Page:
# On the (In)security of the Fiat-Shamir paradigm

@article{Goldwasser2003OnT, title={On the (In)security of the Fiat-Shamir paradigm}, author={Shafi Goldwasser and Yael Tauman Kalai}, journal={44th Annual IEEE Symposium on Foundations of Computer Science, 2003. Proceedings.}, year={2003}, pages={102-113} }

In 1986, Fiat and Shamir proposed a general method for transforming secure 3-round public-coin identification schemes into digital signature schemes. The idea of the transformation was to replace the random message of the verifier in the identification scheme, with the value of some deterministic hash function evaluated on various quantities in the protocol and on the message to be signed. The Fiat-Shamir methodology for producing digital signature schemes quickly gained popularity as it yields…

## 350 Citations

### On the (In)security of Fischlin's Paradigm

- Computer Science, MathematicsTCC
- 2013

A counterexample to the Fischlin's transformation is shown, which can be applied to any so called 3-round 'Fiat-Shamir proof of knowledge'' and can be used to derive non-interactive zero-knowledge proofs of knowledge as well as signature schemes.

### From Identification to Signatures Via the Fiat–Shamir Transform: Necessary and Sufficient Conditions for Security and Forward-Security

- Computer Science, MathematicsIEEE Transactions on Information Theory
- 2008

In this paper, minimal conditions on the identification scheme to ensure security of the signature scheme in the random oracle model are determined, both in the usual and in the forward-secure cases.

### From Identification to Signatures via the Fiat-Shamir Transform: Minimizing Assumptions for Security and Forward-Security

- Computer Science, MathematicsEUROCRYPT
- 2002

It is shown that the signature scheme is secure against chosen-message attacks in the random oracle model if and only if the underlying identification scheme isSecure, and has its commitments drawn at random from a large space.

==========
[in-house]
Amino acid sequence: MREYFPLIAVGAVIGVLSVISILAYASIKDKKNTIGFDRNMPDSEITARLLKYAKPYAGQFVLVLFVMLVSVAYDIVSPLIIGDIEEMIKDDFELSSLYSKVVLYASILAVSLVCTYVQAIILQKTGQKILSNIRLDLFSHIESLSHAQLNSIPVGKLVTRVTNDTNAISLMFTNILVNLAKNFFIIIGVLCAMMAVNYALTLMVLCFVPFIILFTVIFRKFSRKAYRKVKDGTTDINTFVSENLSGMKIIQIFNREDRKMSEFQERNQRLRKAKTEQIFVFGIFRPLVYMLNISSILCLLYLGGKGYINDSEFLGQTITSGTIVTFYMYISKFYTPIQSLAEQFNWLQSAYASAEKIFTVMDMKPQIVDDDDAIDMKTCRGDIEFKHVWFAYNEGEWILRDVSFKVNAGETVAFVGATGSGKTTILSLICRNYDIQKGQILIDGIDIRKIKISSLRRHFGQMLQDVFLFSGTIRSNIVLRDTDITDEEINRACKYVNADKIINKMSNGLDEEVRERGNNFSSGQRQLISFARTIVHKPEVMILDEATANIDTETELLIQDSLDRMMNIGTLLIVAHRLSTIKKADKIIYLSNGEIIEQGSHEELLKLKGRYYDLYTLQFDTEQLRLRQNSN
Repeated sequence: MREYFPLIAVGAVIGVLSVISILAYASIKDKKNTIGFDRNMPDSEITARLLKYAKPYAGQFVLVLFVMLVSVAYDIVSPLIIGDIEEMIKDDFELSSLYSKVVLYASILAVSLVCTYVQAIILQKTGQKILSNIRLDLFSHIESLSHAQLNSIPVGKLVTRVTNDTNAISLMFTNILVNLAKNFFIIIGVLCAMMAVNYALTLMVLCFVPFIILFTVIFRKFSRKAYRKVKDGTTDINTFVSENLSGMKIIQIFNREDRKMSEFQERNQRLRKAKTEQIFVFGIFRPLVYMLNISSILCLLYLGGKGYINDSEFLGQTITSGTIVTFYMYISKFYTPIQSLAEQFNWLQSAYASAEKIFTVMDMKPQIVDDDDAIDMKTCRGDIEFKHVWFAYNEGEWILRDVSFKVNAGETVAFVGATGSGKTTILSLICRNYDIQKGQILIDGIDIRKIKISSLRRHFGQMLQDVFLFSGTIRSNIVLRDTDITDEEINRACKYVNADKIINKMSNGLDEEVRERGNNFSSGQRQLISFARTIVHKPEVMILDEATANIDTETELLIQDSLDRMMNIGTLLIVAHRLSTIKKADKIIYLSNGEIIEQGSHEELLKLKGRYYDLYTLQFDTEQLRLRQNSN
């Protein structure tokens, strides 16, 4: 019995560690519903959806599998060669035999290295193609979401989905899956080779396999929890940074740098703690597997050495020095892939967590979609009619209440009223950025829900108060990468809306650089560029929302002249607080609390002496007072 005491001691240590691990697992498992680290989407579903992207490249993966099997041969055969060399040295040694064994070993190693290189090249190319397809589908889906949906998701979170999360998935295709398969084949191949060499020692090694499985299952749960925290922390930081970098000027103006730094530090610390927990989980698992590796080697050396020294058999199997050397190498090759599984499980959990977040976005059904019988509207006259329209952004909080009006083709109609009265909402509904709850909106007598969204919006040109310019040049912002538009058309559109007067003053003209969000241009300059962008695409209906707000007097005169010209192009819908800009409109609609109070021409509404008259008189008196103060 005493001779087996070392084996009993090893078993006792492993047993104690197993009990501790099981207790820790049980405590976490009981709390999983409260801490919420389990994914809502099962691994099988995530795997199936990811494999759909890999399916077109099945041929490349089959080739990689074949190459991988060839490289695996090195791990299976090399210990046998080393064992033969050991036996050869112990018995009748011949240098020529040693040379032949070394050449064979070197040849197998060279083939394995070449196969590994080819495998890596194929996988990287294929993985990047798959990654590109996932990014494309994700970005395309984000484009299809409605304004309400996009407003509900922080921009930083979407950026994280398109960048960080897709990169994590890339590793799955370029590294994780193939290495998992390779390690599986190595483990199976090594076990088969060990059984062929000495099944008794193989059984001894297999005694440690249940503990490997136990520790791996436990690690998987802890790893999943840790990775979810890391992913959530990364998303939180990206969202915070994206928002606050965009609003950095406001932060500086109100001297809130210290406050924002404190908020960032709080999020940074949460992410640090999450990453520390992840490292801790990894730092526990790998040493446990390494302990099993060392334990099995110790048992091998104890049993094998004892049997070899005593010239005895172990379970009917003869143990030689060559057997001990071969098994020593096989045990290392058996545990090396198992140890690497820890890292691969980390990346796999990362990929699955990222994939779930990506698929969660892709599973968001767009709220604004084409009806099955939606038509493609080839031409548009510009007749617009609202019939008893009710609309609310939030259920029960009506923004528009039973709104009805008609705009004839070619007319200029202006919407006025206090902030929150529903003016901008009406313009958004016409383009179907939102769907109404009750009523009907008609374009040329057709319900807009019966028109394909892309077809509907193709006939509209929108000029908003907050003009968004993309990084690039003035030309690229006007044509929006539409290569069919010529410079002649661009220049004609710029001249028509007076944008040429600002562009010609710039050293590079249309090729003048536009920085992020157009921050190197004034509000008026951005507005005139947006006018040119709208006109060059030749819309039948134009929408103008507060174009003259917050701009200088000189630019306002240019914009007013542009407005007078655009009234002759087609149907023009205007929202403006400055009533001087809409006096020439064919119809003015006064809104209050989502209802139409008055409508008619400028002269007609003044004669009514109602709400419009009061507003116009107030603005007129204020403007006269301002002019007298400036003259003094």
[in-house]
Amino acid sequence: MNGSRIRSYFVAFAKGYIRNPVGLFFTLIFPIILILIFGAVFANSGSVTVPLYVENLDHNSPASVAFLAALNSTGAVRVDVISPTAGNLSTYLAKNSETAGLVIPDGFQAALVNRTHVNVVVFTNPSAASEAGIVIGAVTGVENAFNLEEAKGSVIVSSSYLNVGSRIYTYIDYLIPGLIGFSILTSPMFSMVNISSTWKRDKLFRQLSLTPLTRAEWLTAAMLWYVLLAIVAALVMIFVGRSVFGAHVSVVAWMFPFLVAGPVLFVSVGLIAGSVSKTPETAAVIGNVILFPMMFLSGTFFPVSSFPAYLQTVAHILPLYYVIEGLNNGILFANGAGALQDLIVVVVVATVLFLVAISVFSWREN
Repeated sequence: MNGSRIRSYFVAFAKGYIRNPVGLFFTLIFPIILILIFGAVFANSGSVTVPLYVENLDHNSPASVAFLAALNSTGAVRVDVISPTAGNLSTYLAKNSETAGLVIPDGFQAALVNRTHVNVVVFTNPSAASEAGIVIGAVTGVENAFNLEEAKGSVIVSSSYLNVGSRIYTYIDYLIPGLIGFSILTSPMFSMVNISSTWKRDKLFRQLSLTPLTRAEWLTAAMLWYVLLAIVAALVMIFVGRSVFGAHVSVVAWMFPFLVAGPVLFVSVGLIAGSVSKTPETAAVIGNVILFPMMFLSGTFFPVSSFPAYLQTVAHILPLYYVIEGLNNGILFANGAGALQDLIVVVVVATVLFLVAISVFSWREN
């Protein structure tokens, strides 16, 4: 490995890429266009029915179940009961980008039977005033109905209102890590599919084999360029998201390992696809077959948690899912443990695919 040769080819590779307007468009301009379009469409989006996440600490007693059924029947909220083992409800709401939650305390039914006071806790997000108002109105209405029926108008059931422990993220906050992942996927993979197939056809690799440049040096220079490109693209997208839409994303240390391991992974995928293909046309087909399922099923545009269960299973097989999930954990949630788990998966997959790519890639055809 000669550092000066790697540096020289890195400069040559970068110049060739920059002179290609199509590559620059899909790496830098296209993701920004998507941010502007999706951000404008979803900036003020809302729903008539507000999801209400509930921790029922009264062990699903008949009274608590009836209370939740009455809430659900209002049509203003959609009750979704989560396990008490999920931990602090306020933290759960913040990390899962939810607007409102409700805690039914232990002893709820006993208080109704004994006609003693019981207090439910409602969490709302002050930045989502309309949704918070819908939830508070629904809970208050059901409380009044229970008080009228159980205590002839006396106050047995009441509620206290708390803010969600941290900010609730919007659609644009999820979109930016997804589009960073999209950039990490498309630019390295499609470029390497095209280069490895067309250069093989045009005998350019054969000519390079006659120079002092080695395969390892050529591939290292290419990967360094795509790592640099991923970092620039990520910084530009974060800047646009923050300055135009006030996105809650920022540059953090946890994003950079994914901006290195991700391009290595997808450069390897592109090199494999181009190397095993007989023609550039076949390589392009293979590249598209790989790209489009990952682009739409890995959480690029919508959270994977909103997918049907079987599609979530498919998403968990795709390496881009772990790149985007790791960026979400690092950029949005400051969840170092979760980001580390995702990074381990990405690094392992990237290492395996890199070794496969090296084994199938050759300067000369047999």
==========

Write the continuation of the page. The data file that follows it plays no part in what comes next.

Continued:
### The Fiat-Shamir Transform for Group and Ring Signature Schemes

- Computer Science, MathematicsSCN
- 2010

This paper provides the missing foundations for the use of the Fiat-Shamir transform in more complex settings and defines a formal security model for identity escrow schemes (a concept proposed earlier but never rigorously formalized).

### How Risky Is the Random-Oracle Model?

- Computer Science, MathematicsCRYPTO
- 2009

It is given evidence that in the case of RSA and Rabin/Rabin-Williams, an appropriate PSS padding is more robust than all other paddings known, and a slight modification can prevent these attacks, while preserving the ROM security result.

### Black-Box Separations of Hash-and-Sign Signatures in the Non-Programmable Random Oracle Model

- Computer Science, MathematicsProvSec
- 2015

This work follows the technique of Fischlin and Fleischhacker to show that the security of malleable hash-and-sign signature cannot be reduced to its related hard cryptographic problem without programming the RO.

### Two-Tier Signatures, Strongly Unforgeable Signatures, and Fiat-Shamir Without Random Oracles

- Computer Science, MathematicsPublic Key Cryptography
- 2007

We provide a positive result about the Fiat-Shamir (FS) transform in the standard model, showing how to use it to convert threemove identification protocols into two-tier signature schemes with a…

### On the Insecurity of the Fiat-Shamir Signatures with Iterative Hash Functions

- Computer Science, MathematicsProvSec
- 2009

A much simpler counter example in the restricted (but realistic) case that the hash functions are designed by iterating an underlying hash function with an a-priori bounded input length, although the Fiat-Shamir paradigm is slightly extended.

### Fiat-Shamir: from practice to theory

- Mathematics, Computer ScienceSTOC
- 2019

A framework for reducing the security of protocols based on the learning with errors (LWE) problem to qualitatively simpler and weaker computational hardness assumptions is presented.

### Provably Secure Identity-Based Identification Schemes and Transitive Signatures

- Computer Science, Mathematics
- 2004

A general framework of security-preserving transformations between related primitives is presented and used as a tool to prove the security of schemes from 13 different “families” that were proposed in the literature over the last two decades, but that lacked a security proof prior to this work.

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